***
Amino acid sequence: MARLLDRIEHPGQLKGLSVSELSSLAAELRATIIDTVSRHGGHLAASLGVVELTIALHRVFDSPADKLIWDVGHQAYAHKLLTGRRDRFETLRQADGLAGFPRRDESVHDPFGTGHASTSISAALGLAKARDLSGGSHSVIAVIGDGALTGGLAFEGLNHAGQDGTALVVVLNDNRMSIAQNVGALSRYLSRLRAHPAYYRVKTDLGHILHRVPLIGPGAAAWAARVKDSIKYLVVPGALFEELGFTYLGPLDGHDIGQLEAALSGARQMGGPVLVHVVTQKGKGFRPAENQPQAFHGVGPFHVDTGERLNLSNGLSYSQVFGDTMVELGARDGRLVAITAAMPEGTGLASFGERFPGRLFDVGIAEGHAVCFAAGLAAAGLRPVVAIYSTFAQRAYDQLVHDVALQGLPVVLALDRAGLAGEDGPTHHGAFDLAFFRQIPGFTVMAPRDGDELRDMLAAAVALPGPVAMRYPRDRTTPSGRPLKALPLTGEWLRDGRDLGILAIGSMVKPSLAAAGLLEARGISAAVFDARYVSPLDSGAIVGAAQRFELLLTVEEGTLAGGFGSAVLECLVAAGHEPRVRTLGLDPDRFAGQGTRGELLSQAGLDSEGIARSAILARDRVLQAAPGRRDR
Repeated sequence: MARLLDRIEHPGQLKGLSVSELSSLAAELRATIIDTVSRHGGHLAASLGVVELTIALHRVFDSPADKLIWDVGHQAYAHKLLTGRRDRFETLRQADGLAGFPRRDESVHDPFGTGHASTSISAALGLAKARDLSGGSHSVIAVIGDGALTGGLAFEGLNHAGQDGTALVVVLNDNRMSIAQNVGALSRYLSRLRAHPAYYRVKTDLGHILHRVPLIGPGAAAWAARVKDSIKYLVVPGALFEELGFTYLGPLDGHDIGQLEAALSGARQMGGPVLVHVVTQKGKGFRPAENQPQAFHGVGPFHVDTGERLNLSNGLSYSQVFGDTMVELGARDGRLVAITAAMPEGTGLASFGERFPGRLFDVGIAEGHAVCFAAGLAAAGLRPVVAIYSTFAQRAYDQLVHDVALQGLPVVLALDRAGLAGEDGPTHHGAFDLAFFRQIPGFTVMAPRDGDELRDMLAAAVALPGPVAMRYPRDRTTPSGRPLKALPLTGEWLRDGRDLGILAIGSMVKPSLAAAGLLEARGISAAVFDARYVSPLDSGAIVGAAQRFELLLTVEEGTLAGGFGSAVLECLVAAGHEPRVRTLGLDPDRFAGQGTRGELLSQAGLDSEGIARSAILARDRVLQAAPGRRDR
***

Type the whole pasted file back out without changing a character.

Amino acid sequence: MARLLDRIEHPGQLKGLSVSELSSLAAELRATIIDTVSRHGGHLAASLGVVELTIALHRVFDSPADKLIWDVGHQAYAHKLLTGRRDRFETLRQADGLAGFPRRDESVHDPFGTGHASTSISAALGLAKARDLSGGSHSVIAVIGDGALTGGLAFEGLNHAGQDGTALVVVLNDNRMSIAQNVGALSRYLSRLRAHPAYYRVKTDLGHILHRVPLIGPGAAAWAARVKDSIKYLVVPGALFEELGFTYLGPLDGHDIGQLEAALSGARQMGGPVLVHVVTQKGKGFRPAENQPQAFHGVGPFHVDTGERLNLSNGLSYSQVFGDTMVELGARDGRLVAITAAMPEGTGLASFGERFPGRLFDVGIAEGHAVCFAAGLAAAGLRPVVAIYSTFAQRAYDQLVHDVALQGLPVVLALDRAGLAGEDGPTHHGAFDLAFFRQIPGFTVMAPRDGDELRDMLAAAVALPGPVAMRYPRDRTTPSGRPLKALPLTGEWLRDGRDLGILAIGSMVKPSLAAAGLLEARGISAAVFDARYVSPLDSGAIVGAAQRFELLLTVEEGTLAGGFGSAVLECLVAAGHEPRVRTLGLDPDRFAGQGTRGELLSQAGLDSEGIARSAILARDRVLQAAPGRRDR
Repeated sequence: MARLLDRIEHPGQLKGLSVSELSSLAAELRATIIDTVSRHGGHLAASLGVVELTIALHRVFDSPADKLIWDVGHQAYAHKLLTGRRDRFETLRQADGLAGFPRRDESVHDPFGTGHASTSISAALGLAKARDLSGGSHSVIAVIGDGALTGGLAFEGLNHAGQDGTALVVVLNDNRMSIAQNVGALSRYLSRLRAHPAYYRVKTDLGHILHRVPLIGPGAAAWAARVKDSIKYLVVPGALFEELGFTYLGPLDGHDIGQLEAALSGARQMGGPVLVHVVTQKGKGFRPAENQPQAFHGVGPFHVDTGERLNLSNGLSYSQVFGDTMVELGARDGRLVAITAAMPEGTGLASFGERFPGRLFDVGIAEGHAVCFAAGLAAAGLRPVVAIYSTFAQRAYDQLVHDVALQGLPVVLALDRAGLAGEDGPTHHGAFDLAFFRQIPGFTVMAPRDGDELRDMLAAAVALPGPVAMRYPRDRTTPSGRPLKALPLTGEWLRDGRDLGILAIGSMVKPSLAAAGLLEARGISAAVFDARYVSPLDSGAIVGAAQRFELLLTVEEGTLAGGFGSAVLECLVAAGHEPRVRTLGLDPDRFAGQGTRGELLSQAGLDSEGIARSAILARDRVLQAAPGRRDR